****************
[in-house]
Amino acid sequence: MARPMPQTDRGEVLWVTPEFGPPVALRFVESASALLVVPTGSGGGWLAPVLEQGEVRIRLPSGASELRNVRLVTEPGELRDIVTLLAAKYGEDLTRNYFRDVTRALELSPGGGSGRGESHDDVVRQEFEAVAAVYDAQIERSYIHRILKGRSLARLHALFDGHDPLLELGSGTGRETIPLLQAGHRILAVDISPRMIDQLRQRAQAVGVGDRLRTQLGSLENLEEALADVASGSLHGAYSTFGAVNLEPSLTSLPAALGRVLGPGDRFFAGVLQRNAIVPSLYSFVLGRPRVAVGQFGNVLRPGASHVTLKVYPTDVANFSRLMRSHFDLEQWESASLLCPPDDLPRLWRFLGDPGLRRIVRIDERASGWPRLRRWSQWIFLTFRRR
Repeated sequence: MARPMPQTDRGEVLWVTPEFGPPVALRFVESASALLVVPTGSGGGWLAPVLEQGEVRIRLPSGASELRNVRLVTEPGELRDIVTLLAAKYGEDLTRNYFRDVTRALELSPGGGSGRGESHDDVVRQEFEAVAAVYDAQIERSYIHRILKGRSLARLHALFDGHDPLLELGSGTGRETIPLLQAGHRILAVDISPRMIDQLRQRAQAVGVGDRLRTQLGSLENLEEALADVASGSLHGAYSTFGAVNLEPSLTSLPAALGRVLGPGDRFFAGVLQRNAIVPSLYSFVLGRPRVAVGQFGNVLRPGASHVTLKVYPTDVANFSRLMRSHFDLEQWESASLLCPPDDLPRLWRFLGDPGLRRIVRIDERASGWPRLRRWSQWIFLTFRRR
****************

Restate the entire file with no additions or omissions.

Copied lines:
[in-house]
Amino acid sequence: MARPMPQTDRGEVLWVTPEFGPPVALRFVESASALLVVPTGSGGGWLAPVLEQGEVRIRLPSGASELRNVRLVTEPGELRDIVTLLAAKYGEDLTRNYFRDVTRALELSPGGGSGRGESHDDVVRQEFEAVAAVYDAQIERSYIHRILKGRSLARLHALFDGHDPLLELGSGTGRETIPLLQAGHRILAVDISPRMIDQLRQRAQAVGVGDRLRTQLGSLENLEEALADVASGSLHGAYSTFGAVNLEPSLTSLPAALGRVLGPGDRFFAGVLQRNAIVPSLYSFVLGRPRVAVGQFGNVLRPGASHVTLKVYPTDVANFSRLMRSHFDLEQWESASLLCPPDDLPRLWRFLGDPGLRRIVRIDERASGWPRLRRWSQWIFLTFRRR
Repeated sequence: MARPMPQTDRGEVLWVTPEFGPPVALRFVESASALLVVPTGSGGGWLAPVLEQGEVRIRLPSGASELRNVRLVTEPGELRDIVTLLAAKYGEDLTRNYFRDVTRALELSPGGGSGRGESHDDVVRQEFEAVAAVYDAQIERSYIHRILKGRSLARLHALFDGHDPLLELGSGTGRETIPLLQAGHRILAVDISPRMIDQLRQRAQAVGVGDRLRTQLGSLENLEEALADVASGSLHGAYSTFGAVNLEPSLTSLPAALGRVLGPGDRFFAGVLQRNAIVPSLYSFVLGRPRVAVGQFGNVLRPGASHVTLKVYPTDVANFSRLMRSHFDLEQWESASLLCPPDDLPRLWRFLGDPGLRRIVRIDERASGWPRLRRWSQWIFLTFRRR